June 13, 2024

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A volcano erupts in Iceland, spewing lava 150 feet into the air

A volcano erupts in Iceland, spewing lava 150 feet into the air

A volcano in southwest Iceland erupted on Wednesday for the fifth time since December, cracking the Sundhnjokar mountain range with astonishing force and shooting lava 150 feet into the air.

The Meteorological Office said it had received indications of a possible eruption about two hours before it occurred at 1 p.m. local time in Grindavik, prompting the Civil Defense Agency to immediately urge guests at the Blue Lagoon – a thermal spa that is one of the most popular tourist attractions in Iceland. Destinations – for evacuation.

“Evacuate, evacuate!” read a text message sent to nearly 800 guests staying at the Blue Lagoon and surrounding hotels. Civil defense sirens installed last February blared as visitors scrambled to leave.

Within minutes After the eruption, drivers traveling on the highway to Keflavik Airport posted photos of the nearly two-mile-long fissure in Sundhengokar. A large column of smoke was seen from the capital, Reykjavik.

Its spokeswoman Helga Arnadottir said this was the fifth evacuation order since the volcano first came back to life last year. Ms. Arnadottir added that the evacuation went “as smoothly as previous evacuations.” She added that the hotel guests took about half an hour to evacuate.

Another 300 people had to move from Grindavik, a fishing town that has been largely deserted since January after lava and earthquakes from previous eruptions destroyed parts of it. The government offered to buy all residential homes in Grindavik to allow residents to settle elsewhere. Almost all real estate owners in the area They chose to sell.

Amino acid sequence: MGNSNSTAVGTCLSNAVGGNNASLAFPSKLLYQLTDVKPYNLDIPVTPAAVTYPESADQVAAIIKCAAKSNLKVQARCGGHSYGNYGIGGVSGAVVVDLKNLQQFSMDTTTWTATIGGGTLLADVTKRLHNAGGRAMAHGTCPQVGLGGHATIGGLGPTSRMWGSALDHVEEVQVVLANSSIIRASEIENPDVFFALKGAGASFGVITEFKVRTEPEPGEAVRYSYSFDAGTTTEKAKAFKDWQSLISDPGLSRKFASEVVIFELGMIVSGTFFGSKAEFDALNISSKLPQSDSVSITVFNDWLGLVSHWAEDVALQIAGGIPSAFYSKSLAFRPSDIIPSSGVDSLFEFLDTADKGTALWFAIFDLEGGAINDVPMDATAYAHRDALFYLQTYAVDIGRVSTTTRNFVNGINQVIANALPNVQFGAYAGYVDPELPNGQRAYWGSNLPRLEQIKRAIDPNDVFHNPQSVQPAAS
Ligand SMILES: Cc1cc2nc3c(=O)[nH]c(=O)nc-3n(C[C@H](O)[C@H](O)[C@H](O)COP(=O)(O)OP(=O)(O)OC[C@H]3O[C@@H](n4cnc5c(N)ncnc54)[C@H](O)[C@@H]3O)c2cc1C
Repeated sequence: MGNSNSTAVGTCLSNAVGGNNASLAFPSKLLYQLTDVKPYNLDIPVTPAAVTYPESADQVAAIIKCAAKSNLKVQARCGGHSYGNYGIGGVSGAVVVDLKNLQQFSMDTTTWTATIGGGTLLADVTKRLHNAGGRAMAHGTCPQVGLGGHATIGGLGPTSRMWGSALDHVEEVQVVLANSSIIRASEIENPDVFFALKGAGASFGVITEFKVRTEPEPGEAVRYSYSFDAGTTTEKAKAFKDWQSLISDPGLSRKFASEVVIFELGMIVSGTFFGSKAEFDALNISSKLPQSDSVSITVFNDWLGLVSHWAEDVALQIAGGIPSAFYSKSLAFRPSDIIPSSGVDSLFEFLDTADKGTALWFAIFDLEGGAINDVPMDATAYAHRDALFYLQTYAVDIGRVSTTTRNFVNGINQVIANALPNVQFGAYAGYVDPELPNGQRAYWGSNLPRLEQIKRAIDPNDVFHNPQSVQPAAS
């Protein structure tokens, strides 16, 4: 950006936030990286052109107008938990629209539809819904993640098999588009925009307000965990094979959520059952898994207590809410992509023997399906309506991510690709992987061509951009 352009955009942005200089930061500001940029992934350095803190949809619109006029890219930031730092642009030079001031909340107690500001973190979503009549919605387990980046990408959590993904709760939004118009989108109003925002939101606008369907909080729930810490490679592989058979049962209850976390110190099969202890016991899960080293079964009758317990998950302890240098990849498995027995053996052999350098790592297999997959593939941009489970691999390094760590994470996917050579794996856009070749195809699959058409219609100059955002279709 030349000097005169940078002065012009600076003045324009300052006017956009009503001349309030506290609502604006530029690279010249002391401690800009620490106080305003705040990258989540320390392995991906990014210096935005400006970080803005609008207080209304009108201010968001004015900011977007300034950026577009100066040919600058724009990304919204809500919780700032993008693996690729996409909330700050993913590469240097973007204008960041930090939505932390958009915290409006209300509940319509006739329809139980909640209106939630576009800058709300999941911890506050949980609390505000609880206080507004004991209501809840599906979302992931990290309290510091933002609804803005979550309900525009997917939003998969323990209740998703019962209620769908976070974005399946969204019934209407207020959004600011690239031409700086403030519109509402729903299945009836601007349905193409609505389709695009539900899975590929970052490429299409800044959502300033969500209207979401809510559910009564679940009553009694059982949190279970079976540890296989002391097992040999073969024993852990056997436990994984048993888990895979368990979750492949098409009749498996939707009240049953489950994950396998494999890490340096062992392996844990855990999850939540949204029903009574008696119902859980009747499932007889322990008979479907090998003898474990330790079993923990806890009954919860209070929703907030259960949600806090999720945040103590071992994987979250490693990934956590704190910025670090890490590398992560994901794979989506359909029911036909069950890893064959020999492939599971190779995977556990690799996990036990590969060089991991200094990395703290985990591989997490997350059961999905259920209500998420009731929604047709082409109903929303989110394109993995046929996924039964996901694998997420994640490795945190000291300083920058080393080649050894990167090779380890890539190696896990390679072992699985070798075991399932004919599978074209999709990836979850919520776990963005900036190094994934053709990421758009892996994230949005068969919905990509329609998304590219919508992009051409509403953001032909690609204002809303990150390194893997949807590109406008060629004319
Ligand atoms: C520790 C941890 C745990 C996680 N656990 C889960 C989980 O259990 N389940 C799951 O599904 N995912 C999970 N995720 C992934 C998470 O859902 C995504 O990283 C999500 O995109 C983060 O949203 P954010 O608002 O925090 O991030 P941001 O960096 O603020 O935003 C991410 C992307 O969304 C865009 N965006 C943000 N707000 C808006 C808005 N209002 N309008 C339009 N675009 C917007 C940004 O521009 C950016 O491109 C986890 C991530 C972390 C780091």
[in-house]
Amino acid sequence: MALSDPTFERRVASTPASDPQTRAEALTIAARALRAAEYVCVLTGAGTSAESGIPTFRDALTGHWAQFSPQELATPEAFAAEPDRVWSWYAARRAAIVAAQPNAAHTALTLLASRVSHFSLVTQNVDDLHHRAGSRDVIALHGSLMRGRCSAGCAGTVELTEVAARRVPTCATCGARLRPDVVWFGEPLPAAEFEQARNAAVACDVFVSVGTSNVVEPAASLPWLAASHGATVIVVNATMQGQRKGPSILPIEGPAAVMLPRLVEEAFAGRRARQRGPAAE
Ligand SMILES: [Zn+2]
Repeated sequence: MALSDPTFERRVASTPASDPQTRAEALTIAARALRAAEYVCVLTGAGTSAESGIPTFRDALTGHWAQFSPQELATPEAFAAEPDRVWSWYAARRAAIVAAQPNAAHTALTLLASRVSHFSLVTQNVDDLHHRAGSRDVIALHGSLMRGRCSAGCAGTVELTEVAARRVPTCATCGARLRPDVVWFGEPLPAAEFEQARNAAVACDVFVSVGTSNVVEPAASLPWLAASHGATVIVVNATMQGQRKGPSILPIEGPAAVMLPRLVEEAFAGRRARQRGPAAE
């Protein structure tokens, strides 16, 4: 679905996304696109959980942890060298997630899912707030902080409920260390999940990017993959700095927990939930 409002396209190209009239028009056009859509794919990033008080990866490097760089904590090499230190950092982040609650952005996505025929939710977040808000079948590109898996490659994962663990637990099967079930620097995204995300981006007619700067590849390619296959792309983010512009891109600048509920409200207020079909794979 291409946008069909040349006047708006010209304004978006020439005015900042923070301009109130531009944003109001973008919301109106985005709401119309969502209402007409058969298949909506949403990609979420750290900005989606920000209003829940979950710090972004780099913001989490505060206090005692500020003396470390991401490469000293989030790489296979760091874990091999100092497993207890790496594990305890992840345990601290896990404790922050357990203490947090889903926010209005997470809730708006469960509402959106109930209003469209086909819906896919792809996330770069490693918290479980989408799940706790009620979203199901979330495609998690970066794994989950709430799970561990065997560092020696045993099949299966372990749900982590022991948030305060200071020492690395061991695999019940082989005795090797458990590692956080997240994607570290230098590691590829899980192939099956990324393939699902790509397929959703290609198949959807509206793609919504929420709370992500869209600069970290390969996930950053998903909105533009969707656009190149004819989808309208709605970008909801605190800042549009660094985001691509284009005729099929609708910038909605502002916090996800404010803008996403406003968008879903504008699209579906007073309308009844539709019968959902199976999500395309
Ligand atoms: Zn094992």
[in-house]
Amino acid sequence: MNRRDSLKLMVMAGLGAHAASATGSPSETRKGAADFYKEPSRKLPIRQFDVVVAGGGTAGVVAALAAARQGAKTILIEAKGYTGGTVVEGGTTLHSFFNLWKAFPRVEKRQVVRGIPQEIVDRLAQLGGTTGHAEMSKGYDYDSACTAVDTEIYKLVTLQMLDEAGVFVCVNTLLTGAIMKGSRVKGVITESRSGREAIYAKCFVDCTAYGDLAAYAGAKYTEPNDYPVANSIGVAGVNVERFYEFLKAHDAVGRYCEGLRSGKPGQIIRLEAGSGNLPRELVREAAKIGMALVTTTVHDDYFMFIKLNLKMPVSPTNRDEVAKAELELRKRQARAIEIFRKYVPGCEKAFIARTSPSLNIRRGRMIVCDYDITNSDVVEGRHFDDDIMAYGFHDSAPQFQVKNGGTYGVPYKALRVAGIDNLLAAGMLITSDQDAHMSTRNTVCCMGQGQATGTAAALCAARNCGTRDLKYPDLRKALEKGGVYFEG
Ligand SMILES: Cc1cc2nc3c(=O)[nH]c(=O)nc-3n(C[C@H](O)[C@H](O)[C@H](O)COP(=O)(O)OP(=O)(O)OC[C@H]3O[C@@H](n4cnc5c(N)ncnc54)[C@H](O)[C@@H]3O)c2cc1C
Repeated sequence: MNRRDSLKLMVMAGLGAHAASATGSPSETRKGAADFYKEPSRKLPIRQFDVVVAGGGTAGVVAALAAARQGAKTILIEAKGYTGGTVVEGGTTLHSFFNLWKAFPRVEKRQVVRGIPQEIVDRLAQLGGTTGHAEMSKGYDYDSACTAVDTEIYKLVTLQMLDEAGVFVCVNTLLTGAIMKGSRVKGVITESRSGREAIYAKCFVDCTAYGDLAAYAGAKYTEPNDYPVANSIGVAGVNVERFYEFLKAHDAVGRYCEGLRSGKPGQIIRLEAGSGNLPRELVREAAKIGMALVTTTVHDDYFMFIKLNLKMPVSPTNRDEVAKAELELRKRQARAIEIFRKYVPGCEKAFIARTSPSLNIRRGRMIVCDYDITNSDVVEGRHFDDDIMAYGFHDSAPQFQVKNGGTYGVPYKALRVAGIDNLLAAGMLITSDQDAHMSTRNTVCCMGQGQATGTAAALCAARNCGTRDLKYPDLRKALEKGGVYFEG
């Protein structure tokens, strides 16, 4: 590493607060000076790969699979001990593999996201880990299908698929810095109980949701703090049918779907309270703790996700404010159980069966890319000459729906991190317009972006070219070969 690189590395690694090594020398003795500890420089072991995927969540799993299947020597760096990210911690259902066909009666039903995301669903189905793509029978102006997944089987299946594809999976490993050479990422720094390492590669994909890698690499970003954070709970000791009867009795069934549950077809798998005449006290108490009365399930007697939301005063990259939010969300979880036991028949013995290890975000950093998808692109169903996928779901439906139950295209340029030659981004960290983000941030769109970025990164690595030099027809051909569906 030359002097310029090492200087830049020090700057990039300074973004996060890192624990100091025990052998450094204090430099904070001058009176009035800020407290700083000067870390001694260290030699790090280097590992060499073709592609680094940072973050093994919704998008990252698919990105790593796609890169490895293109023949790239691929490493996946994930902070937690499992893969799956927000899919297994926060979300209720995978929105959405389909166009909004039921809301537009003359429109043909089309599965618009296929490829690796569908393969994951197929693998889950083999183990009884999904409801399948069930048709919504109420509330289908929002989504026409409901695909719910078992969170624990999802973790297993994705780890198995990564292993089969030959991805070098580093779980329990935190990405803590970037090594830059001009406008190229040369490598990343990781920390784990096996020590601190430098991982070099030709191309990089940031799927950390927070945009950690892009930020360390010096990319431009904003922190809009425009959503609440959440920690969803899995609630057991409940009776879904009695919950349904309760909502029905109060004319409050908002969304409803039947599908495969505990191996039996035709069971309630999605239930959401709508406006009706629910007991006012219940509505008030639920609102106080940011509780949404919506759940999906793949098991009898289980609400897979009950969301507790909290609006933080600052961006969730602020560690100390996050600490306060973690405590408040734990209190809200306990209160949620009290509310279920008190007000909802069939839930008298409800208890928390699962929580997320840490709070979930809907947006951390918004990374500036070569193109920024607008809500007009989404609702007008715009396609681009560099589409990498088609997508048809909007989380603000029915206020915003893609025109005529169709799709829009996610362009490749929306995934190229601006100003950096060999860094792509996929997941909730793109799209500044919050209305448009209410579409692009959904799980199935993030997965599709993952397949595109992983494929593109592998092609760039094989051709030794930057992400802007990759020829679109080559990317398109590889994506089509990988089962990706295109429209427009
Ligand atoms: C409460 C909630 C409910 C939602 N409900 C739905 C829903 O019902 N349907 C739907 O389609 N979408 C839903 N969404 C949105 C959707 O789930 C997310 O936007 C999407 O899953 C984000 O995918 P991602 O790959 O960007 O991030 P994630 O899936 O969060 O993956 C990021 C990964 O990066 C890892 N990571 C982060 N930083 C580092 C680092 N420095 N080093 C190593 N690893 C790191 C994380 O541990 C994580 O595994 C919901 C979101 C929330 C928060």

Iceland’s tourism board urged people not to try to get close to the eruption and was quick to point out that the country remains a safe destination. The island nation’s economy relies heavily on tourism. Airlines and travel agencies have reported a decline in sales since the volcano eruption began in December. Keflavik Airport reported no flight disruptions on Wednesday.

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Although the eruption occurred without warning, scientists expected another volcanic event to occur after the last eruption three weeks ago.

Magnus Gudmundsson, who was among the first volcanologists to fly over the site, told the New York Times that the fissure at Sundhnjokar appears to have widened. By Wednesday evening, lava had reached barriers around Grindavik that were put in place to redirect the flow away from the city.

“We saw the fissure widen and a dense stream of lava flowed southward” toward Grindavik, Mr. Gudmundsson said. Parts of the main road were destroyed. Mr Gudmundsson added that the volcano had already produced 2.1 square miles of lava, which was a “good amount”.